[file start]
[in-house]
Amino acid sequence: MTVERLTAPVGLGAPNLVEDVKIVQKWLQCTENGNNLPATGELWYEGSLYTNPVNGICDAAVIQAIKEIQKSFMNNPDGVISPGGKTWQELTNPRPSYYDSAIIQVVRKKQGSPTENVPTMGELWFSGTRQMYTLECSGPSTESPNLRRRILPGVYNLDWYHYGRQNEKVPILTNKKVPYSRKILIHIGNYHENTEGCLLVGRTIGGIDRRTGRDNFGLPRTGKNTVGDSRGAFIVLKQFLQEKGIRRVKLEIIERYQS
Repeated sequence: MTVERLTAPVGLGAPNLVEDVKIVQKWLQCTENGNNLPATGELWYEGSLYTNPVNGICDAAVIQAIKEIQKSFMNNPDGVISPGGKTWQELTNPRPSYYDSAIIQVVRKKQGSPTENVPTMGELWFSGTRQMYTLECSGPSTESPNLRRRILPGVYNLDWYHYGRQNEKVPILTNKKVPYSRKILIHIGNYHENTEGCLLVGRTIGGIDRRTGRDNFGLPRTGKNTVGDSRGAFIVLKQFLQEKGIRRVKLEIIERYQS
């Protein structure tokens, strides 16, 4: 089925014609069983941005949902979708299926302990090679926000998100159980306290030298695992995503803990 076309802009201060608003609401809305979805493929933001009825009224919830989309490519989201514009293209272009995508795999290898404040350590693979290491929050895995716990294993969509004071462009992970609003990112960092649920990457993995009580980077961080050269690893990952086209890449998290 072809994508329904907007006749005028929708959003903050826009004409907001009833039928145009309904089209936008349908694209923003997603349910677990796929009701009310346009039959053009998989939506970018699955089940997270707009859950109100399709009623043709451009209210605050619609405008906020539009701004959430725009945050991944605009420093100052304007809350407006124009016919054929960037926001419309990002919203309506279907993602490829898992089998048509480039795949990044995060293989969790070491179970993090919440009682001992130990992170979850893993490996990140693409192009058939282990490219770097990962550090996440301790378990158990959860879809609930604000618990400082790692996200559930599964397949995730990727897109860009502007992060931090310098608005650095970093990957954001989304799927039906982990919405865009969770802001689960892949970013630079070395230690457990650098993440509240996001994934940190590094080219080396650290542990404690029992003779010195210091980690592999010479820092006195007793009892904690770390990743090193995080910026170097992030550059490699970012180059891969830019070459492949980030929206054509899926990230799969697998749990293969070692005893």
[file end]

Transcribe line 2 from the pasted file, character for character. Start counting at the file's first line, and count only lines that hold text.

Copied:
Amino acid sequence: MTVERLTAPVGLGAPNLVEDVKIVQKWLQCTENGNNLPATGELWYEGSLYTNPVNGICDAAVIQAIKEIQKSFMNNPDGVISPGGKTWQELTNPRPSYYDSAIIQVVRKKQGSPTENVPTMGELWFSGTRQMYTLECSGPSTESPNLRRRILPGVYNLDWYHYGRQNEKVPILTNKKVPYSRKILIHIGNYHENTEGCLLVGRTIGGIDRRTGRDNFGLPRTGKNTVGDSRGAFIVLKQFLQEKGIRRVKLEIIERYQS